The number of births among Parsis in the city is seeing a downward trend. The latest figures provided by the BMC to the Bombay Parsi Punchayet (BPP) reveal that the number of births among city Parsis has fallen from 201 in 2012 to 174 in 2013, a decline of 13.43 per cent. The deaths stood at 735 in 2013.
The number of deaths has far exceeded the number of births in the community over the past decade. The birth-and-death ratio was nearly 1:3 in 2002 when there were 858 deaths in the community compared to 300 births. In 2007, the ratio was a staggering 1:5. The most number of deaths were in 2010 when 926 Parsis/Iranis passed away. In 2002, there were 300 births, the highest in the last decade. The least number of births (147) were in 2008.
Jehangir Patel, editor of Parsiana, a community magazine, is not surprised. “The birth and death rates have been declining for the last 30-40 years. I feel this trend will continue and the community is unable to reverse it. Around 25 years ago, there were 400 births,” he said. Patel’s dejection at the low birth rate is largely because various community schemes to change the demographic pattern haven’t worked.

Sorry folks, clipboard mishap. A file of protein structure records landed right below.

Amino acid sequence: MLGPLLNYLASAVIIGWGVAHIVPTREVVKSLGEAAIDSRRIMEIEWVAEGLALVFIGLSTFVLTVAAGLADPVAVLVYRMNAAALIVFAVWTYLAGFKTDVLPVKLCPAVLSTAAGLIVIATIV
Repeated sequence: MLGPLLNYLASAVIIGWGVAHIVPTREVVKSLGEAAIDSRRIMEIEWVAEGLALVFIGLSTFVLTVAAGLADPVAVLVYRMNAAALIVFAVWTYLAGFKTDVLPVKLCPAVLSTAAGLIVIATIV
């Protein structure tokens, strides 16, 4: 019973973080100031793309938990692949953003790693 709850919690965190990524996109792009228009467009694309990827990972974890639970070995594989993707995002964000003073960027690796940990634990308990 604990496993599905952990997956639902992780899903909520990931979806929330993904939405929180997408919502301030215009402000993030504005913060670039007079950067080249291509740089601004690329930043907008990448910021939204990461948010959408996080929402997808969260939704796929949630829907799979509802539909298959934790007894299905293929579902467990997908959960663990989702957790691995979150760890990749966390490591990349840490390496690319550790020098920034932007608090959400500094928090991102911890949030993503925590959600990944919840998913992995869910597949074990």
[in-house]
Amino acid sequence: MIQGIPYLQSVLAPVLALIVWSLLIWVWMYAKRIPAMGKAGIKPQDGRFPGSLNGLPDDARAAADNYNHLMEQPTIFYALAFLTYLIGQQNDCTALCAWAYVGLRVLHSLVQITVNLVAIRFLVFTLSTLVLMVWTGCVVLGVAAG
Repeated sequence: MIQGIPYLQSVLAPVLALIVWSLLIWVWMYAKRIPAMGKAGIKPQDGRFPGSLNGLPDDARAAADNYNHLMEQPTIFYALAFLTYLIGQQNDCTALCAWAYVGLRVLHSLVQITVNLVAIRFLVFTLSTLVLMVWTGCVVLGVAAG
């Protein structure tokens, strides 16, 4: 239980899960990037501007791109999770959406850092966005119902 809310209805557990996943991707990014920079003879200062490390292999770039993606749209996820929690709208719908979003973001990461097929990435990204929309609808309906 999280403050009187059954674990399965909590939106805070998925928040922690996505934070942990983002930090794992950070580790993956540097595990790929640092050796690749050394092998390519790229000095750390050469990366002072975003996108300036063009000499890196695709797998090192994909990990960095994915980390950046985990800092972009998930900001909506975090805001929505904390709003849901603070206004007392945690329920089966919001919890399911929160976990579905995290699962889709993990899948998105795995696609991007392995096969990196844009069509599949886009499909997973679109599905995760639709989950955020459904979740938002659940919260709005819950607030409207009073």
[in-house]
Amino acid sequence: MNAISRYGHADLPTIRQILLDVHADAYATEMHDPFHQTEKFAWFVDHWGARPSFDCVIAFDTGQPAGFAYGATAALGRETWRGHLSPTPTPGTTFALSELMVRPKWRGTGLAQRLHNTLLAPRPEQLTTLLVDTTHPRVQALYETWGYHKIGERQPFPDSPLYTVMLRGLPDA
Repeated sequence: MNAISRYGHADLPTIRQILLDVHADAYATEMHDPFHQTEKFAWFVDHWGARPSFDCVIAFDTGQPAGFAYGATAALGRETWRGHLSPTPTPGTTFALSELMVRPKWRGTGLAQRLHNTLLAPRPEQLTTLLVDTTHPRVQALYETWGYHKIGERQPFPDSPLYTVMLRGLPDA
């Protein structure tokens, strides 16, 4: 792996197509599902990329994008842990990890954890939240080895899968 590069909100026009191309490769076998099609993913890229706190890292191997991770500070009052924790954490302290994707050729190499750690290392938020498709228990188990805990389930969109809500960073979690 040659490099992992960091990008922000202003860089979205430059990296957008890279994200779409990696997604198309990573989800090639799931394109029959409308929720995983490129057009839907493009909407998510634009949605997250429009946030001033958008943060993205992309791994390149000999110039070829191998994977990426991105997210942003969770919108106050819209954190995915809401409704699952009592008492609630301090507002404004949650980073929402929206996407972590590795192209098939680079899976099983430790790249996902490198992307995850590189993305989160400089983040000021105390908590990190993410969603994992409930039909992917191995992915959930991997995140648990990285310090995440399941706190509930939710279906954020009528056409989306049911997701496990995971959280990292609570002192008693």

Despite various programmes by the BPP, including in vitro fertilisation and priority over others in housing schemes if Parsis get married within the communtiy, the birth rate among Parsis continues to be abysmally low. The central government, too, recently sanctioned Rs10 crore for the community.
“The number of people in the reproductive age is very small. We are an ageing community. The number of people who can have children is very limited. We also lose out on women who marry outside the community. And no government in the world has been able to reverse a declining population,” Patel told dna.
While the BPP agrees that late marriages and low birth rate are major reasons for the declining population, the community is divided on the issue of people marrying outside. “This is a controversial issue. It is for the high priests to decide on mixed marriages. In case the father is a non-Parsi, he too wants his children to follow his religion,” said Dinshaw Mehta, chairperson of the Punchayet.
Mehta said another reason for low birth rates was no marriages in the community. “Thirty per cent Parsis, both men and women, do not marry in the community,” he said.
Rs3,000 per month given to every second child born to a Parsi/Irani till s/he completes 18 years of age
Rs5,000 every month to every third child born till s/he turns 18
IVF bill paid to couples who opt for it. No specific limit
Year Birth Death
2009 182 846
2010 210 926
2011 195 786
2012 201 765
2013 174 735